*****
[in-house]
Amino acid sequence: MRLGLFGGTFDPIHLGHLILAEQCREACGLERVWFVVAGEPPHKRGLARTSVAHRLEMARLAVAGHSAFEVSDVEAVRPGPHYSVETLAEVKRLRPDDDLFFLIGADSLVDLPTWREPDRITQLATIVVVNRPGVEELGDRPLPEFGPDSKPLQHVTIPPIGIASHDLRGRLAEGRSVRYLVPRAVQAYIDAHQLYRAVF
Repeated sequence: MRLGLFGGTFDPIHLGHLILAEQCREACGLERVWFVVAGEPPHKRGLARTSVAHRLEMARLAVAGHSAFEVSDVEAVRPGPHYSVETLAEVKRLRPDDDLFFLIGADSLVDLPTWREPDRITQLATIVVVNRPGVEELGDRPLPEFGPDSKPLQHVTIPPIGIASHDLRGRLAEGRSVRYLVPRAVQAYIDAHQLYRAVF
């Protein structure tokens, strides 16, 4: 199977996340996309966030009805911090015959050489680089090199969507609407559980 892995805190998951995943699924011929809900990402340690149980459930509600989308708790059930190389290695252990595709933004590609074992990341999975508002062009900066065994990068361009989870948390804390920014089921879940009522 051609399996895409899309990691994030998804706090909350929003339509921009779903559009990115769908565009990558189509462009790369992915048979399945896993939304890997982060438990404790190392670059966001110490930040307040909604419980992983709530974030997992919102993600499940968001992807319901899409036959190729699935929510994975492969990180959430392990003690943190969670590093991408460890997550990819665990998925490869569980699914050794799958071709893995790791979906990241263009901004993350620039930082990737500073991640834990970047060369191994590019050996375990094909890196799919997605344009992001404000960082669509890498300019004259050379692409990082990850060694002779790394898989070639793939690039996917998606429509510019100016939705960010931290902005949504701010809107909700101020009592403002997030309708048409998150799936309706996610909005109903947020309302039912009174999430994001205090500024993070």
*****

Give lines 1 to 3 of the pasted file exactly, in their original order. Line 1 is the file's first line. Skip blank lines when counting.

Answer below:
[in-house]
Amino acid sequence: MRLGLFGGTFDPIHLGHLILAEQCREACGLERVWFVVAGEPPHKRGLARTSVAHRLEMARLAVAGHSAFEVSDVEAVRPGPHYSVETLAEVKRLRPDDDLFFLIGADSLVDLPTWREPDRITQLATIVVVNRPGVEELGDRPLPEFGPDSKPLQHVTIPPIGIASHDLRGRLAEGRSVRYLVPRAVQAYIDAHQLYRAVF
Repeated sequence: MRLGLFGGTFDPIHLGHLILAEQCREACGLERVWFVVAGEPPHKRGLARTSVAHRLEMARLAVAGHSAFEVSDVEAVRPGPHYSVETLAEVKRLRPDDDLFFLIGADSLVDLPTWREPDRITQLATIVVVNRPGVEELGDRPLPEFGPDSKPLQHVTIPPIGIASHDLRGRLAEGRSVRYLVPRAVQAYIDAHQLYRAVF